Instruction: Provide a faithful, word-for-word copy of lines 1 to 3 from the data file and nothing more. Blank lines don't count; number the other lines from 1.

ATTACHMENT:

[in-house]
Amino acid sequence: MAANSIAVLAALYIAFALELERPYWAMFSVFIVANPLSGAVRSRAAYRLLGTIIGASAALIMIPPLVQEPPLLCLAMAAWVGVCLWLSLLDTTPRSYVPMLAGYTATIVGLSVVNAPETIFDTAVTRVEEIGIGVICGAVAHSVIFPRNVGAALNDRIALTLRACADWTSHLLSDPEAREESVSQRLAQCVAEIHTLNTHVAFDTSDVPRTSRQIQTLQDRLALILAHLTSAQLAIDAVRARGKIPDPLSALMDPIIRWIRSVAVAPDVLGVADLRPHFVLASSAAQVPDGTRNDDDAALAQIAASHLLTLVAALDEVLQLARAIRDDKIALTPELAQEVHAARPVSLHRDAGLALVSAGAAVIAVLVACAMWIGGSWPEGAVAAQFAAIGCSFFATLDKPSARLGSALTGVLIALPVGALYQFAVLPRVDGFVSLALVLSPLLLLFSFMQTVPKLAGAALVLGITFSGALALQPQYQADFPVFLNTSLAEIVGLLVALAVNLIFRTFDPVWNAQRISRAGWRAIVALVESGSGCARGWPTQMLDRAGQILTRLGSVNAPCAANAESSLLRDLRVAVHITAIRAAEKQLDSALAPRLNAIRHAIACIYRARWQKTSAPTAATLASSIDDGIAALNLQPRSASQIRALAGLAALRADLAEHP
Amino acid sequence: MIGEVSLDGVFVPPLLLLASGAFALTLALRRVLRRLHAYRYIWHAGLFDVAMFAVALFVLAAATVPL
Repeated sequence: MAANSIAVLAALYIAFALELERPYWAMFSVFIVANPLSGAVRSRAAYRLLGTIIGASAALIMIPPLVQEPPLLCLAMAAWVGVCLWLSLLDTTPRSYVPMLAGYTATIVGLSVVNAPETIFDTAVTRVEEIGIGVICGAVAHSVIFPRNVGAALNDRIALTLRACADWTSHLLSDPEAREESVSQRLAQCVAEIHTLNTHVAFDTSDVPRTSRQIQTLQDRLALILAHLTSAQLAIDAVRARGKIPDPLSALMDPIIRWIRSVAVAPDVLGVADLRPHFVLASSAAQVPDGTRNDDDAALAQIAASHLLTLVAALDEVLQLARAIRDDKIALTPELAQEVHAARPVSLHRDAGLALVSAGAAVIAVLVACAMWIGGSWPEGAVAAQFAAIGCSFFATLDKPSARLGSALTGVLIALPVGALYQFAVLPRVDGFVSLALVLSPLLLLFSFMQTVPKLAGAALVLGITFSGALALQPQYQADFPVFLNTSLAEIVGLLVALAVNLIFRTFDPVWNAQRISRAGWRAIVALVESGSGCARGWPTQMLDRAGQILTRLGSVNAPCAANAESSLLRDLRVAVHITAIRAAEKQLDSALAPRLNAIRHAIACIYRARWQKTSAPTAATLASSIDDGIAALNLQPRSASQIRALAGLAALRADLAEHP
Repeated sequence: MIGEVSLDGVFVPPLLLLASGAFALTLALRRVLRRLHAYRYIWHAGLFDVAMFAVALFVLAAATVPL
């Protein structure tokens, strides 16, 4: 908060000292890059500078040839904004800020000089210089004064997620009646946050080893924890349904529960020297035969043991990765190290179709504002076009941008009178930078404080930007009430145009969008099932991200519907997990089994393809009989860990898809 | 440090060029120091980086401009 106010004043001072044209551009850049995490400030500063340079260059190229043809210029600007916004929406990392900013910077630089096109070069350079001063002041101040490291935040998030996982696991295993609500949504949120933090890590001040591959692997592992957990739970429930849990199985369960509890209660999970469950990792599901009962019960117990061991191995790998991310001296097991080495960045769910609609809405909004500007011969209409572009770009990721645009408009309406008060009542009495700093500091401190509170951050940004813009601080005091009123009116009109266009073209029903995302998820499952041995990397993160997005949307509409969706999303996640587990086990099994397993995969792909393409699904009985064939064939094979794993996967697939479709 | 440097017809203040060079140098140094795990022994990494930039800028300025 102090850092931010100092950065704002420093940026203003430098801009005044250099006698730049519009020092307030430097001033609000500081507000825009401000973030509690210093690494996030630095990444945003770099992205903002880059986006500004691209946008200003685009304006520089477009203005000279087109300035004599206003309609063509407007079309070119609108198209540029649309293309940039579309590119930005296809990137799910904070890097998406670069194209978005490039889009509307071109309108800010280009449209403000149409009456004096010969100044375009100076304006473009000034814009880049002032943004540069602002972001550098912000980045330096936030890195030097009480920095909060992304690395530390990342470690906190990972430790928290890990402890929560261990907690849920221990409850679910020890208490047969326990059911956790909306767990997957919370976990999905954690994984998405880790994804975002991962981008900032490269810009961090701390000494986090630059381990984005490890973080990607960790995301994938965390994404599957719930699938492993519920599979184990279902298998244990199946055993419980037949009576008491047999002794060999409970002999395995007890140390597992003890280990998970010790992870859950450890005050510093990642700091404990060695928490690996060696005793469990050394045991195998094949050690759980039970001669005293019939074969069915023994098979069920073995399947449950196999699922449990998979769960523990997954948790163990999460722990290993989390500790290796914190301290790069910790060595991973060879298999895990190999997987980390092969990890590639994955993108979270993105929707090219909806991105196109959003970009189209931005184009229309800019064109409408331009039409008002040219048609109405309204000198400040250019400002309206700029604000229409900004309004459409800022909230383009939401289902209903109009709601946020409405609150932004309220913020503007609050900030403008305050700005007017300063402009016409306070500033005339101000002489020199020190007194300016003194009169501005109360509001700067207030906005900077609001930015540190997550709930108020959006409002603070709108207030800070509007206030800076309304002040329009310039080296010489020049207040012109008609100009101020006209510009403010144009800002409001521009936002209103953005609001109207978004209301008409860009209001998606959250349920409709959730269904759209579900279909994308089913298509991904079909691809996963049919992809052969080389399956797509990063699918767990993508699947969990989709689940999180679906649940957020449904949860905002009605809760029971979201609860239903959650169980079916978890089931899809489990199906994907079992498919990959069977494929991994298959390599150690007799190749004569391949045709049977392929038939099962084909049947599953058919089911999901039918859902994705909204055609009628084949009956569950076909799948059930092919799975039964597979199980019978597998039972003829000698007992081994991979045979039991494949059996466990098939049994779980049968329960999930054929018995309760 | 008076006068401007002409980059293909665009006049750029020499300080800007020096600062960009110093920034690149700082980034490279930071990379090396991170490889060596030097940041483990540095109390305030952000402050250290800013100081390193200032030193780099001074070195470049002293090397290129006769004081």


[in-house]
Amino acid sequence: MAANSIAVLAALYIAFALELERPYWAMFSVFIVANPLSGAVRSRAAYRLLGTIIGASAALIMIPPLVQEPPLLCLAMAAWVGVCLWLSLLDTTPRSYVPMLAGYTATIVGLSVVNAPETIFDTAVTRVEEIGIGVICGAVAHSVIFPRNVGAALNDRIALTLRACADWTSHLLSDPEAREESVSQRLAQCVAEIHTLNTHVAFDTSDVPRTSRQIQTLQDRLALILAHLTSAQLAIDAVRARGKIPDPLSALMDPIIRWIRSVAVAPDVLGVADLRPHFVLASSAAQVPDGTRNDDDAALAQIAASHLLTLVAALDEVLQLARAIRDDKIALTPELAQEVHAARPVSLHRDAGLALVSAGAAVIAVLVACAMWIGGSWPEGAVAAQFAAIGCSFFATLDKPSARLGSALTGVLIALPVGALYQFAVLPRVDGFVSLALVLSPLLLLFSFMQTVPKLAGAALVLGITFSGALALQPQYQADFPVFLNTSLAEIVGLLVALAVNLIFRTFDPVWNAQRISRAGWRAIVALVESGSGCARGWPTQMLDRAGQILTRLGSVNAPCAANAESSLLRDLRVAVHITAIRAAEKQLDSALAPRLNAIRHAIACIYRARWQKTSAPTAATLASSIDDGIAALNLQPRSASQIRALAGLAALRADLAEHP
Amino acid sequence: MIGEVSLDGVFVPPLLLLASGAFALTLALRRVLRRLHAYRYIWHAGLFDVAMFAVALFVLAAATVPL